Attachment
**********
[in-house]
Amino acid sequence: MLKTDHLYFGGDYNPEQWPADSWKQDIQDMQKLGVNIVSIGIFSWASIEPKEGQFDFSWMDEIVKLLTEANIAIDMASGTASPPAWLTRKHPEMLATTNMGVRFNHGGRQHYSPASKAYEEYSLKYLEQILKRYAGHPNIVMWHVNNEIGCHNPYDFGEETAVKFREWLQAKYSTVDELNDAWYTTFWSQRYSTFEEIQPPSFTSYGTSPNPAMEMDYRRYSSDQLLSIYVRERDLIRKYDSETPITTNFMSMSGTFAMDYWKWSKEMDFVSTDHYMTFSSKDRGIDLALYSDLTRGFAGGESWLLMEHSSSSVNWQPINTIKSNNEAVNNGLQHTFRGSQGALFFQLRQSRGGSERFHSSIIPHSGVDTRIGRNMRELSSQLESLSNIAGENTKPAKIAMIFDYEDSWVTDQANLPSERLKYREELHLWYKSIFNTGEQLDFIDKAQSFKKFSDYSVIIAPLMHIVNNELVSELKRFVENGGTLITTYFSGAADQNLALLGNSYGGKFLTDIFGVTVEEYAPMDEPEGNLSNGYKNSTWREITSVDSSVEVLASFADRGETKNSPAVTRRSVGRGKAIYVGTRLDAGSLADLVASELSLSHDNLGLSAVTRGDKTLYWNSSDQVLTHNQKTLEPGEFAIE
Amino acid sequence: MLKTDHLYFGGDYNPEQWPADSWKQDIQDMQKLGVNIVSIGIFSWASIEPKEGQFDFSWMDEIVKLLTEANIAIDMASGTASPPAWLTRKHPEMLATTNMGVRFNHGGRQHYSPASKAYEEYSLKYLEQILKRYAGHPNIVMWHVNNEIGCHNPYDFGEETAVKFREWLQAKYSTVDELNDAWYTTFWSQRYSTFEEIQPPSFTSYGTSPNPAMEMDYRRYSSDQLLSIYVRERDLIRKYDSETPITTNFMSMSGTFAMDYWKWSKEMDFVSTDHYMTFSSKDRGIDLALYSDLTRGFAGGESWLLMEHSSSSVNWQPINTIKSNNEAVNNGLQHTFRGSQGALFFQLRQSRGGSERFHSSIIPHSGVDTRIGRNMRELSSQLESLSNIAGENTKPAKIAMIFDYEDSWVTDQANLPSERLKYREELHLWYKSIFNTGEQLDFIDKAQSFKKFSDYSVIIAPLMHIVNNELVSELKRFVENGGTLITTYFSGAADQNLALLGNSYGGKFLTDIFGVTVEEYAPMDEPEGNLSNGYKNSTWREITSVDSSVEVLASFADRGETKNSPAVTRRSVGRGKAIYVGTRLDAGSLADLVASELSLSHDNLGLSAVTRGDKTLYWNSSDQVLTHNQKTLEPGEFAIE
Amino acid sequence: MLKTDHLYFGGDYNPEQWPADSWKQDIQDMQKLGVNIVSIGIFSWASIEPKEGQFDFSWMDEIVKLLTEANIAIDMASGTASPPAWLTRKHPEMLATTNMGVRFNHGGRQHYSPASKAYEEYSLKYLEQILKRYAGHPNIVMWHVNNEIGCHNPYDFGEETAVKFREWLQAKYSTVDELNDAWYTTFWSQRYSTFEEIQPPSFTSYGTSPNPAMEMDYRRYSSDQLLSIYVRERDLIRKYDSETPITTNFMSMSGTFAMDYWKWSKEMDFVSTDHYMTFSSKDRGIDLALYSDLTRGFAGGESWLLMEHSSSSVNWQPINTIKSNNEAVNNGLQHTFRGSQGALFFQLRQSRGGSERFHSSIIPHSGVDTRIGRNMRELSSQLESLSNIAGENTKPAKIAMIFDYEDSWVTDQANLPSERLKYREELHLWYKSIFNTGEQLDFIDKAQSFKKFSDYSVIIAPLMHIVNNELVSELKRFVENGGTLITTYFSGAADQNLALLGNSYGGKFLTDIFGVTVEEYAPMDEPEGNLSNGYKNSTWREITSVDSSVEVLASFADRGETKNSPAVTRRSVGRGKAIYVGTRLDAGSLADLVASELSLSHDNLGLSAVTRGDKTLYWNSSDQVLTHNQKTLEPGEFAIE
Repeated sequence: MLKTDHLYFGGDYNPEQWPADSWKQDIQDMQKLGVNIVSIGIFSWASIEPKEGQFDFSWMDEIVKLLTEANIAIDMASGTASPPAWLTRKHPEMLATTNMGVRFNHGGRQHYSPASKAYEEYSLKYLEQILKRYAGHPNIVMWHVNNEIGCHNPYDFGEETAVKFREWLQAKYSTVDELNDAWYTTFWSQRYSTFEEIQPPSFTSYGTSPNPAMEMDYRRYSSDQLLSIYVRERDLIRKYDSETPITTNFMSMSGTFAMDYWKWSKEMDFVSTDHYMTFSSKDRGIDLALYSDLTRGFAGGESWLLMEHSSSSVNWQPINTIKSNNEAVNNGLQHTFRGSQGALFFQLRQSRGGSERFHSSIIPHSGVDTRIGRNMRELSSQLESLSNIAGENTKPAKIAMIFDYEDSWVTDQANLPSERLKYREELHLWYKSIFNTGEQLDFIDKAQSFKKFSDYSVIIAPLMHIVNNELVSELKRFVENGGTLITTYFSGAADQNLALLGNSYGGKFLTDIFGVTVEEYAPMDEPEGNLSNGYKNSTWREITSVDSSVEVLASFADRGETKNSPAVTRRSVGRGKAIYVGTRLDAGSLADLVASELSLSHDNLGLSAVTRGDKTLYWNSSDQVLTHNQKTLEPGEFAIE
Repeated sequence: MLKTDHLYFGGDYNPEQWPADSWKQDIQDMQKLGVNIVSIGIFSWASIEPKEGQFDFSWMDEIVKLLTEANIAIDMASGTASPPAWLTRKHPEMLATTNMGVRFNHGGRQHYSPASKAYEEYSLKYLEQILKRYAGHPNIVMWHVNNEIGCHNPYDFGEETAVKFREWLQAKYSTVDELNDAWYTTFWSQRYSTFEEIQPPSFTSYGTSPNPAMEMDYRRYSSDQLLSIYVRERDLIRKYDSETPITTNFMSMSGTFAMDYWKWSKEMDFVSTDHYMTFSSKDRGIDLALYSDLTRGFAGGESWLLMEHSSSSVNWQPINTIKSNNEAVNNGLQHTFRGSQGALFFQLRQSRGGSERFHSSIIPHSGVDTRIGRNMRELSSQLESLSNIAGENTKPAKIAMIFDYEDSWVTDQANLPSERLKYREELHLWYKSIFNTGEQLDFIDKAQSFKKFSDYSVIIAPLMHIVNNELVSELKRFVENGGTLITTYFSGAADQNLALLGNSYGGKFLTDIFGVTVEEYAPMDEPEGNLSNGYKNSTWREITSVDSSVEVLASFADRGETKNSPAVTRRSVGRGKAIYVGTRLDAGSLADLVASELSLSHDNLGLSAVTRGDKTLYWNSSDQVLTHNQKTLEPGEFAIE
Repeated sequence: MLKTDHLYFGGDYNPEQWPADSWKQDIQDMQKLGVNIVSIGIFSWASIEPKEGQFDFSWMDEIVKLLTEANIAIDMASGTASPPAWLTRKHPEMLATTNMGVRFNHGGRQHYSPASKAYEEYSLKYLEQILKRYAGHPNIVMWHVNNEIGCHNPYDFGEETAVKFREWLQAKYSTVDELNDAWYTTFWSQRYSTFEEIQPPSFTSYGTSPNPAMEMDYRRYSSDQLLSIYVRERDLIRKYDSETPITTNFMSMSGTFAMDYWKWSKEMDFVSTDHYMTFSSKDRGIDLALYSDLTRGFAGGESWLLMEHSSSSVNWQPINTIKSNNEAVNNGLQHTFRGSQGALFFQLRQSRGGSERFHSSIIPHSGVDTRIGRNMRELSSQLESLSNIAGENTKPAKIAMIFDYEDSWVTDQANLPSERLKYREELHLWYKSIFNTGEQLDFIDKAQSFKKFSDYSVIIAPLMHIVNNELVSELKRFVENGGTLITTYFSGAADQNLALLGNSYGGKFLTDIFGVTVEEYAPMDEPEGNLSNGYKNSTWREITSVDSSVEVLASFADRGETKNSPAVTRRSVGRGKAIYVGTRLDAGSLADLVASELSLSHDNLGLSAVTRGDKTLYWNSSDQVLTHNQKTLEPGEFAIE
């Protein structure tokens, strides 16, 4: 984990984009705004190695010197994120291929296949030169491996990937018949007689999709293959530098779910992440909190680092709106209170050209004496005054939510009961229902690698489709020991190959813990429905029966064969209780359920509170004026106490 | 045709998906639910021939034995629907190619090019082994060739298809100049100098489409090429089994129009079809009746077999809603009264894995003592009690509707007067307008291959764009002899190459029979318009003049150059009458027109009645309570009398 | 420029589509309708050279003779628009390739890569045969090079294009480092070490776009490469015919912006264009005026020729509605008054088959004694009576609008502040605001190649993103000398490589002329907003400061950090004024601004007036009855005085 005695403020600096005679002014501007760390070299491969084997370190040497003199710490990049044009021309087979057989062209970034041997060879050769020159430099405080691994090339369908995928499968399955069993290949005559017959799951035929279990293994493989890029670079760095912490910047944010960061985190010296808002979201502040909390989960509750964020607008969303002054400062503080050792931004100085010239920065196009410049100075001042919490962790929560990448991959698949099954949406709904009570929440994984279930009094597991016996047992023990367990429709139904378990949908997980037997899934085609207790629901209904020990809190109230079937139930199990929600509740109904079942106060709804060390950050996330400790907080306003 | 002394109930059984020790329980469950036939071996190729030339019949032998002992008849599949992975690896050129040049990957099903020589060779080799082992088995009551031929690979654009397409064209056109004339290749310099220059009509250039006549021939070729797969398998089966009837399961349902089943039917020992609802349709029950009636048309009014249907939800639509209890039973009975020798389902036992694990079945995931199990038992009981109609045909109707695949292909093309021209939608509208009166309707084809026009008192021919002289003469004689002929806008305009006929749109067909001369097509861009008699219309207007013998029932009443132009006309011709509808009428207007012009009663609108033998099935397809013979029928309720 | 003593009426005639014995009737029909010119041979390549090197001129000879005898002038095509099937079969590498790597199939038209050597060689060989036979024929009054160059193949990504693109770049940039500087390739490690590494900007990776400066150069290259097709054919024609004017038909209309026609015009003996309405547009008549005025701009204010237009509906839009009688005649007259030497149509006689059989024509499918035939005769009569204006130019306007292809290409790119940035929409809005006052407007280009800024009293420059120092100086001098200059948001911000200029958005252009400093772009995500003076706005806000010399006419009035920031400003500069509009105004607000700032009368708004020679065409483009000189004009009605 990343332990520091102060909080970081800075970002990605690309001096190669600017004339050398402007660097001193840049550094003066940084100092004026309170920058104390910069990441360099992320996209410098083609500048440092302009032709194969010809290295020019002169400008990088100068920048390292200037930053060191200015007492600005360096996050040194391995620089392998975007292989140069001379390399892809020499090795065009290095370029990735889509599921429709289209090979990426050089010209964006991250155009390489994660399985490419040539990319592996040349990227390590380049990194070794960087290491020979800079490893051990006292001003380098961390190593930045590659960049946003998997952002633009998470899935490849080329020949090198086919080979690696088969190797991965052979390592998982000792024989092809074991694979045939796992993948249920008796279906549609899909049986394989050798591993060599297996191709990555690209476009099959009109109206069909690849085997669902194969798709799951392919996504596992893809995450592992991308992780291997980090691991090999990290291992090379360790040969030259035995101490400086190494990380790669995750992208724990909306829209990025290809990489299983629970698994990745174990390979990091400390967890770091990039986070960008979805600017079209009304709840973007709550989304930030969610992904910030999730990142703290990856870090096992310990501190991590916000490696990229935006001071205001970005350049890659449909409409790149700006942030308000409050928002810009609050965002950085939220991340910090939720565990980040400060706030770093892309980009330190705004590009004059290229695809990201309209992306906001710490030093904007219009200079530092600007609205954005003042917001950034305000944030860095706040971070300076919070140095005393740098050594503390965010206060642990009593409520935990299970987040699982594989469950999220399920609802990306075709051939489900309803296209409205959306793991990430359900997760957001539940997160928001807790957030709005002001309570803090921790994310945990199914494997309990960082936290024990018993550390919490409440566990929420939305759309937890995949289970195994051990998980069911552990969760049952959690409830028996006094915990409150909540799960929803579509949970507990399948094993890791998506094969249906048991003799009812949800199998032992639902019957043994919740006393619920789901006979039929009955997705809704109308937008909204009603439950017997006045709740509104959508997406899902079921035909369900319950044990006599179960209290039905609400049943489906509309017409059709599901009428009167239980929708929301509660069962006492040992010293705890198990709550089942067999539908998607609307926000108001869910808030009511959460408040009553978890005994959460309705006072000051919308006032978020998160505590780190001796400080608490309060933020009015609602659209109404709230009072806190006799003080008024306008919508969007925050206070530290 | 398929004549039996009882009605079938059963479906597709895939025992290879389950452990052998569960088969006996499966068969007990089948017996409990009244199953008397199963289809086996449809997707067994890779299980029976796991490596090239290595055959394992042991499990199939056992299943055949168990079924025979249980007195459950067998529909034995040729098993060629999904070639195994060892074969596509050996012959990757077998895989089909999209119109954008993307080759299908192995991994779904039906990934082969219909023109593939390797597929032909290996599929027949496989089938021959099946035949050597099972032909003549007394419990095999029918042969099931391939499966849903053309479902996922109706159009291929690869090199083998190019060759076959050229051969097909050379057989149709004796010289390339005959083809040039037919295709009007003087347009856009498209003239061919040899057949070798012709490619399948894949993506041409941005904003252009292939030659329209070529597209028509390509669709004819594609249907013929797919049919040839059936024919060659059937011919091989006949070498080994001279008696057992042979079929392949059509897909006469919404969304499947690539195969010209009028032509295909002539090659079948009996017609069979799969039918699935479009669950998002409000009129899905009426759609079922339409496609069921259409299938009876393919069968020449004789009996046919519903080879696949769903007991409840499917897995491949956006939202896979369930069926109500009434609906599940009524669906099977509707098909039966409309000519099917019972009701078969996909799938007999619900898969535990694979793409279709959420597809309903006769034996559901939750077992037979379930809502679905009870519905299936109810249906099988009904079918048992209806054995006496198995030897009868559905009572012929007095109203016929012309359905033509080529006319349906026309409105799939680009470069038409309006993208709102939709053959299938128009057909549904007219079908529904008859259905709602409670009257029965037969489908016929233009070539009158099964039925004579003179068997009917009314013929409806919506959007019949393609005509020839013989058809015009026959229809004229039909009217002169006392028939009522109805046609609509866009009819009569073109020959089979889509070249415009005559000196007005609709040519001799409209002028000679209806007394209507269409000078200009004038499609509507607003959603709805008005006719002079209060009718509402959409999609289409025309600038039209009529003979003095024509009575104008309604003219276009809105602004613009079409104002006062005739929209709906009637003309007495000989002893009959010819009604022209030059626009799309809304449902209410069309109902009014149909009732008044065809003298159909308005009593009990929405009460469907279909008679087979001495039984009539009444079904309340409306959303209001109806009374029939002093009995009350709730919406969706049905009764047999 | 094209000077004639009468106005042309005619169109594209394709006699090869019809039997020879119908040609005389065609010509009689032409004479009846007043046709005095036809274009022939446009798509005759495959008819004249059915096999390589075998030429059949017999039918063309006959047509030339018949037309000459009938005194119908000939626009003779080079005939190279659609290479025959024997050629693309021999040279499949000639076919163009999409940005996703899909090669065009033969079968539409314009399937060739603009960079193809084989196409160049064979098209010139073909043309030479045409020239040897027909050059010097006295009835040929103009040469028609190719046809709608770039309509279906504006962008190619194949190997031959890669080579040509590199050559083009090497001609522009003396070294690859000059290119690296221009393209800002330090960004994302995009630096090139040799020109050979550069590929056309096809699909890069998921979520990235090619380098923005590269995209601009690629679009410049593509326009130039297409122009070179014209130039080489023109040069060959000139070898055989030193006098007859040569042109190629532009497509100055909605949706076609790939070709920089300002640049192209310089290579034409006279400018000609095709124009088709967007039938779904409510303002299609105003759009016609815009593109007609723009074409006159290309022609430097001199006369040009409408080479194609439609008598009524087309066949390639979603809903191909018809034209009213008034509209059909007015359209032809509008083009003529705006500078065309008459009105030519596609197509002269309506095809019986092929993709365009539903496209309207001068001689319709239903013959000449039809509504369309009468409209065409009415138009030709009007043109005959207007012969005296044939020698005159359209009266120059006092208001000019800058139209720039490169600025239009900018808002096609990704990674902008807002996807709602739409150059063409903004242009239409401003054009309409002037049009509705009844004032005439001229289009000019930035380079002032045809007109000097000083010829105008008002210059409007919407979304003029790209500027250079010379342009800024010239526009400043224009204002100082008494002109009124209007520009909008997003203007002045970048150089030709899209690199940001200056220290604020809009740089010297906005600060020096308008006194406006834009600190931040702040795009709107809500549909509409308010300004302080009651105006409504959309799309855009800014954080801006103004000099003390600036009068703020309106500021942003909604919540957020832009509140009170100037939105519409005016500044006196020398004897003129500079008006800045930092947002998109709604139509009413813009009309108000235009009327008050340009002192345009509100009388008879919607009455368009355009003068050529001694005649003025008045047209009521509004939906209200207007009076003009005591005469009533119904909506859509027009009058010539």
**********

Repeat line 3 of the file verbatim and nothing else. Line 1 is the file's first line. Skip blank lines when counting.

Amino acid sequence: MLKTDHLYFGGDYNPEQWPADSWKQDIQDMQKLGVNIVSIGIFSWASIEPKEGQFDFSWMDEIVKLLTEANIAIDMASGTASPPAWLTRKHPEMLATTNMGVRFNHGGRQHYSPASKAYEEYSLKYLEQILKRYAGHPNIVMWHVNNEIGCHNPYDFGEETAVKFREWLQAKYSTVDELNDAWYTTFWSQRYSTFEEIQPPSFTSYGTSPNPAMEMDYRRYSSDQLLSIYVRERDLIRKYDSETPITTNFMSMSGTFAMDYWKWSKEMDFVSTDHYMTFSSKDRGIDLALYSDLTRGFAGGESWLLMEHSSSSVNWQPINTIKSNNEAVNNGLQHTFRGSQGALFFQLRQSRGGSERFHSSIIPHSGVDTRIGRNMRELSSQLESLSNIAGENTKPAKIAMIFDYEDSWVTDQANLPSERLKYREELHLWYKSIFNTGEQLDFIDKAQSFKKFSDYSVIIAPLMHIVNNELVSELKRFVENGGTLITTYFSGAADQNLALLGNSYGGKFLTDIFGVTVEEYAPMDEPEGNLSNGYKNSTWREITSVDSSVEVLASFADRGETKNSPAVTRRSVGRGKAIYVGTRLDAGSLADLVASELSLSHDNLGLSAVTRGDKTLYWNSSDQVLTHNQKTLEPGEFAIE